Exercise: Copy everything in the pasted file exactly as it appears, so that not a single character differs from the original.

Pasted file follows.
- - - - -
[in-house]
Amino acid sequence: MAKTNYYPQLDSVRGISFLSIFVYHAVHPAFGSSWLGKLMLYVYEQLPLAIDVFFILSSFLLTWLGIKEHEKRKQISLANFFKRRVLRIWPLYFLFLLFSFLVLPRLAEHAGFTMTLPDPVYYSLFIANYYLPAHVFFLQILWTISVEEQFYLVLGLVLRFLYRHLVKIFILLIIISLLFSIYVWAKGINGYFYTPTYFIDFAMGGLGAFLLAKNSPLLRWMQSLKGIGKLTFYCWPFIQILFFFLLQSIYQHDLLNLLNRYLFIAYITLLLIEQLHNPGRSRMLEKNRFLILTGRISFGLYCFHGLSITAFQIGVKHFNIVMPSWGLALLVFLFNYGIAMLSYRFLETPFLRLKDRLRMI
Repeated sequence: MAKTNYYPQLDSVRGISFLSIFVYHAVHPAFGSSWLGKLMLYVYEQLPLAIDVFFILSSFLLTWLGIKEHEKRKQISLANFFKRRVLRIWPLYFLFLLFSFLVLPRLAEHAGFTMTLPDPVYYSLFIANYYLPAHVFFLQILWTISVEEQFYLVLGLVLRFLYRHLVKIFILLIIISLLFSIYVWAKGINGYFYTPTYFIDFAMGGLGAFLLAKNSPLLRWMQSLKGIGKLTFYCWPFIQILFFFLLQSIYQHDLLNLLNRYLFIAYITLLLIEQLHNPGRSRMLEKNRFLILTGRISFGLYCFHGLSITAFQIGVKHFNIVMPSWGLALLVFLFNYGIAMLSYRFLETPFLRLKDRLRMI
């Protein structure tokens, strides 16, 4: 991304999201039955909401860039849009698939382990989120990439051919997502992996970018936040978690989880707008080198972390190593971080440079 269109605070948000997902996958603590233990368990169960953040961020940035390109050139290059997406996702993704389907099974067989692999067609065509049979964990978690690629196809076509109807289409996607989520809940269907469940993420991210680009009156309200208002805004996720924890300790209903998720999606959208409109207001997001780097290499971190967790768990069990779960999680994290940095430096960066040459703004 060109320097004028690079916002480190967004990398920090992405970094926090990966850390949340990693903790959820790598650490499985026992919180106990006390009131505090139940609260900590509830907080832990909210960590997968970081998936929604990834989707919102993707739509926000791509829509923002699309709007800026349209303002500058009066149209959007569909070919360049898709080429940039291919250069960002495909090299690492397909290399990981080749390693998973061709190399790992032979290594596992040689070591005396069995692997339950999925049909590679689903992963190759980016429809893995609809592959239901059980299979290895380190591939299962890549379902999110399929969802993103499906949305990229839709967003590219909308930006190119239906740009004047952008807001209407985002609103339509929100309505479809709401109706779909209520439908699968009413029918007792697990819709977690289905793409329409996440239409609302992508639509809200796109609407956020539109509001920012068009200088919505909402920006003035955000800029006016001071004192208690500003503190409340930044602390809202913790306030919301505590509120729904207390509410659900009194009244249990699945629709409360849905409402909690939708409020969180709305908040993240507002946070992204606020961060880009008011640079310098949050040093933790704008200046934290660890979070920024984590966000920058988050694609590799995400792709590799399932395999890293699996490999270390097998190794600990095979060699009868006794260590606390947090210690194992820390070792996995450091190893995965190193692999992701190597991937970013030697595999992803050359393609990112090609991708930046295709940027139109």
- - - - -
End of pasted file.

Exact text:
[in-house]
Amino acid sequence: MAKTNYYPQLDSVRGISFLSIFVYHAVHPAFGSSWLGKLMLYVYEQLPLAIDVFFILSSFLLTWLGIKEHEKRKQISLANFFKRRVLRIWPLYFLFLLFSFLVLPRLAEHAGFTMTLPDPVYYSLFIANYYLPAHVFFLQILWTISVEEQFYLVLGLVLRFLYRHLVKIFILLIIISLLFSIYVWAKGINGYFYTPTYFIDFAMGGLGAFLLAKNSPLLRWMQSLKGIGKLTFYCWPFIQILFFFLLQSIYQHDLLNLLNRYLFIAYITLLLIEQLHNPGRSRMLEKNRFLILTGRISFGLYCFHGLSITAFQIGVKHFNIVMPSWGLALLVFLFNYGIAMLSYRFLETPFLRLKDRLRMI
Repeated sequence: MAKTNYYPQLDSVRGISFLSIFVYHAVHPAFGSSWLGKLMLYVYEQLPLAIDVFFILSSFLLTWLGIKEHEKRKQISLANFFKRRVLRIWPLYFLFLLFSFLVLPRLAEHAGFTMTLPDPVYYSLFIANYYLPAHVFFLQILWTISVEEQFYLVLGLVLRFLYRHLVKIFILLIIISLLFSIYVWAKGINGYFYTPTYFIDFAMGGLGAFLLAKNSPLLRWMQSLKGIGKLTFYCWPFIQILFFFLLQSIYQHDLLNLLNRYLFIAYITLLLIEQLHNPGRSRMLEKNRFLILTGRISFGLYCFHGLSITAFQIGVKHFNIVMPSWGLALLVFLFNYGIAMLSYRFLETPFLRLKDRLRMI
């Protein structure tokens, strides 16, 4: 991304999201039955909401860039849009698939382990989120990439051919997502992996970018936040978690989880707008080198972390190593971080440079 269109605070948000997902996958603590233990368990169960953040961020940035390109050139290059997406996702993704389907099974067989692999067609065509049979964990978690690629196809076509109807289409996607989520809940269907469940993420991210680009009156309200208002805004996720924890300790209903998720999606959208409109207001997001780097290499971190967790768990069990779960999680994290940095430096960066040459703004 060109320097004028690079916002480190967004990398920090992405970094926090990966850390949340990693903790959820790598650490499985026992919180106990006390009131505090139940609260900590509830907080832990909210960590997968970081998936929604990834989707919102993707739509926000791509829509923002699309709007800026349209303002500058009066149209959007569909070919360049898709080429940039291919250069960002495909090299690492397909290399990981080749390693998973061709190399790992032979290594596992040689070591005396069995692997339950999925049909590679689903992963190759980016429809893995609809592959239901059980299979290895380190591939299962890549379902999110399929969802993103499906949305990229839709967003590219909308930006190119239906740009004047952008807001209407985002609103339509929100309505479809709401109706779909209520439908699968009413029918007792697990819709977690289905793409329409996440239409609302992508639509809200796109609407956020539109509001920012068009200088919505909402920006003035955000800029006016001071004192208690500003503190409340930044602390809202913790306030919301505590509120729904207390509410659900009194009244249990699945629709409360849905409402909690939708409020969180709305908040993240507002946070992204606020961060880009008011640079310098949050040093933790704008200046934290660890979070920024984590966000920058988050694609590799995400792709590799399932395999890293699996490999270390097998190794600990095979060699009868006794260590606390947090210690194992820390070792996995450091190893995965190193692999992701190597991937970013030697595999992803050359393609990112090609991708930046295709940027139109």